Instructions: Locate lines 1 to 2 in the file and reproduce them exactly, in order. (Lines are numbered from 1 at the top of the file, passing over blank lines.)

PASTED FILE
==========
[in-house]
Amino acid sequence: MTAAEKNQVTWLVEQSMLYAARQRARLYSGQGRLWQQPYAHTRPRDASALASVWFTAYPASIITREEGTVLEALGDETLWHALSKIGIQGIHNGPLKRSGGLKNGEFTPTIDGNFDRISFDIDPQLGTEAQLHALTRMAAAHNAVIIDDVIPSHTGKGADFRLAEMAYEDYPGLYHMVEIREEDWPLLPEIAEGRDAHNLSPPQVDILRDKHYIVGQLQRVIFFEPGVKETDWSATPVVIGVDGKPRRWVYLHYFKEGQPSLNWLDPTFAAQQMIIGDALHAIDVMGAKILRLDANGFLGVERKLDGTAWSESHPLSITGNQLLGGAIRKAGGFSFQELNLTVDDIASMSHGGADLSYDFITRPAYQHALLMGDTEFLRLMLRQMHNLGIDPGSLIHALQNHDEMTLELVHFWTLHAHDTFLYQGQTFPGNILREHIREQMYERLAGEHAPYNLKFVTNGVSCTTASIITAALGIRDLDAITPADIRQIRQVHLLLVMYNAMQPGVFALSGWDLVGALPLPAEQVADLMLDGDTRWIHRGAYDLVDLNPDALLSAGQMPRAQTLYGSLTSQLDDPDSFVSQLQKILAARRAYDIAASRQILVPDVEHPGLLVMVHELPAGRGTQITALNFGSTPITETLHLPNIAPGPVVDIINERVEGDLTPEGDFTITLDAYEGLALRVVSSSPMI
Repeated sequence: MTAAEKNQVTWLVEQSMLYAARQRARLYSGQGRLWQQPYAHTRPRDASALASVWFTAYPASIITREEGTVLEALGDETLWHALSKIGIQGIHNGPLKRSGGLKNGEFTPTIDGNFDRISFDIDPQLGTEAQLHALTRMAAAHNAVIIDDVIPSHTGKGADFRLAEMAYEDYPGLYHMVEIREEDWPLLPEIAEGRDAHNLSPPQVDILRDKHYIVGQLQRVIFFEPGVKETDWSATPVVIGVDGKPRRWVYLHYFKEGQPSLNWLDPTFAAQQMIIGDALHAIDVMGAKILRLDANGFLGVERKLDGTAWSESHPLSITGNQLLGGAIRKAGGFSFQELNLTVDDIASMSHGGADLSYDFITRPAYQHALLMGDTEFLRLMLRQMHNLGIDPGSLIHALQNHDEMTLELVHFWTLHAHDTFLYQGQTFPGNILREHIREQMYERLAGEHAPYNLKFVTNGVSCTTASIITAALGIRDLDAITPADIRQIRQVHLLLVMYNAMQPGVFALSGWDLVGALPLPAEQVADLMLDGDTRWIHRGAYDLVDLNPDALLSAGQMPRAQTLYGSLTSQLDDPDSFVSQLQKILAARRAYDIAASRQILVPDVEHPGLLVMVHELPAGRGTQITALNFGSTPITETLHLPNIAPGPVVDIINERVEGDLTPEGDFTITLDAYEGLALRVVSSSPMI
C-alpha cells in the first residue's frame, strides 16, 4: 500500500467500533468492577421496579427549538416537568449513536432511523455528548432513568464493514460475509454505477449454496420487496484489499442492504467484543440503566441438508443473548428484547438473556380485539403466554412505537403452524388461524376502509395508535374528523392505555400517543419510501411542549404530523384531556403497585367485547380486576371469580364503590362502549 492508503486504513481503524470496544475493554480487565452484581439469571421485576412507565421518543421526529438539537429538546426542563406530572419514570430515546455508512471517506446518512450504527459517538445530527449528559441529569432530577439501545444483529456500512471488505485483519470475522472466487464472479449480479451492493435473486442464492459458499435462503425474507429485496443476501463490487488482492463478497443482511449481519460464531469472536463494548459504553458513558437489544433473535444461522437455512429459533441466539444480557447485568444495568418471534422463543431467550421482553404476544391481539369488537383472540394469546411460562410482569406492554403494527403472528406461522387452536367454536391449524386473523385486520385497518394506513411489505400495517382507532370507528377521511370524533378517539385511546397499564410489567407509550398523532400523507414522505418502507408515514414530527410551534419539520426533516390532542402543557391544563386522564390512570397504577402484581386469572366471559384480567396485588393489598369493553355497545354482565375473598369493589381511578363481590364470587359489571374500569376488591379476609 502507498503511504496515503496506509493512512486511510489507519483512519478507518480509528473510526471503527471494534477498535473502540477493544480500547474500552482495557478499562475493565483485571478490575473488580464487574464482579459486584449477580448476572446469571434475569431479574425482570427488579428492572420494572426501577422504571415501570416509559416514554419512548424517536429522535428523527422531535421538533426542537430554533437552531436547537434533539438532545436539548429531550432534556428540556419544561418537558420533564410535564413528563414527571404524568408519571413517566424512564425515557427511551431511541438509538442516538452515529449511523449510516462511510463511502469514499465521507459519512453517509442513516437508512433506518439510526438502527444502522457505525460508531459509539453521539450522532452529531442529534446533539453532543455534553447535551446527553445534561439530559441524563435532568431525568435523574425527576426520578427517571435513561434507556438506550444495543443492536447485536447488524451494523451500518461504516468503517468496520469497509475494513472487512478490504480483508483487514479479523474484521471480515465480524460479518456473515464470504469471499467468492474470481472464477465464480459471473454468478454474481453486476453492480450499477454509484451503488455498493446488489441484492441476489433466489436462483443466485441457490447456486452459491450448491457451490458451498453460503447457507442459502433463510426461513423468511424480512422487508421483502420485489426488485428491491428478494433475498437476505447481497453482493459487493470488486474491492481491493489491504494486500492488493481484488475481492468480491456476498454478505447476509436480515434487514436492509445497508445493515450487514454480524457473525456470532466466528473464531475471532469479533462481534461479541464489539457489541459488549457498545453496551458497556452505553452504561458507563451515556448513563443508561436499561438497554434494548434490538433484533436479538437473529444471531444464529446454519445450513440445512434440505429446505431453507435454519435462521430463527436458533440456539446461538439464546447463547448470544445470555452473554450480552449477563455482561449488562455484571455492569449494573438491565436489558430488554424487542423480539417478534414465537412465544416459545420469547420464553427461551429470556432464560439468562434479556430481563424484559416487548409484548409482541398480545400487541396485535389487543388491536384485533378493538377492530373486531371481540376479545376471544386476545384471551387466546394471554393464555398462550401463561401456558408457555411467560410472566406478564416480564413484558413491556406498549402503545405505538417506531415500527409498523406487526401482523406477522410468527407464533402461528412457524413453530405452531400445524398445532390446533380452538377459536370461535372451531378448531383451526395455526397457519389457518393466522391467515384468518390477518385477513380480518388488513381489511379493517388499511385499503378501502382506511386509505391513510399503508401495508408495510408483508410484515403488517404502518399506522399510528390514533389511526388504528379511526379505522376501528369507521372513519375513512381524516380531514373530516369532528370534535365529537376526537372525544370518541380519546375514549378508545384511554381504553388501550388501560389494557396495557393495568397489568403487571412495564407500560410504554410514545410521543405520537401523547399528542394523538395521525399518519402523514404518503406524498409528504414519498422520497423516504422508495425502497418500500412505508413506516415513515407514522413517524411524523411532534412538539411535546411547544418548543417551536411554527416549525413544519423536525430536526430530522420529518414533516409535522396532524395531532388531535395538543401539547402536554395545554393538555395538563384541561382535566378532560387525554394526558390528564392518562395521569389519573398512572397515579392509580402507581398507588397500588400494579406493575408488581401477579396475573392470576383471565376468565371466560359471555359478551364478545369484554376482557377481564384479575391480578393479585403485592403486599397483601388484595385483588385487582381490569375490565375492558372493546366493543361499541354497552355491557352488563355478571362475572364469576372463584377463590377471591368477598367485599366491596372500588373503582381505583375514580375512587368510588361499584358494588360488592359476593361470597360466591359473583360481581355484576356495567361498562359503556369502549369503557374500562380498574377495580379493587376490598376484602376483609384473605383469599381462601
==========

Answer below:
[in-house]
Amino acid sequence: MTAAEKNQVTWLVEQSMLYAARQRARLYSGQGRLWQQPYAHTRPRDASALASVWFTAYPASIITREEGTVLEALGDETLWHALSKIGIQGIHNGPLKRSGGLKNGEFTPTIDGNFDRISFDIDPQLGTEAQLHALTRMAAAHNAVIIDDVIPSHTGKGADFRLAEMAYEDYPGLYHMVEIREEDWPLLPEIAEGRDAHNLSPPQVDILRDKHYIVGQLQRVIFFEPGVKETDWSATPVVIGVDGKPRRWVYLHYFKEGQPSLNWLDPTFAAQQMIIGDALHAIDVMGAKILRLDANGFLGVERKLDGTAWSESHPLSITGNQLLGGAIRKAGGFSFQELNLTVDDIASMSHGGADLSYDFITRPAYQHALLMGDTEFLRLMLRQMHNLGIDPGSLIHALQNHDEMTLELVHFWTLHAHDTFLYQGQTFPGNILREHIREQMYERLAGEHAPYNLKFVTNGVSCTTASIITAALGIRDLDAITPADIRQIRQVHLLLVMYNAMQPGVFALSGWDLVGALPLPAEQVADLMLDGDTRWIHRGAYDLVDLNPDALLSAGQMPRAQTLYGSLTSQLDDPDSFVSQLQKILAARRAYDIAASRQILVPDVEHPGLLVMVHELPAGRGTQITALNFGSTPITETLHLPNIAPGPVVDIINERVEGDLTPEGDFTITLDAYEGLALRVVSSSPMI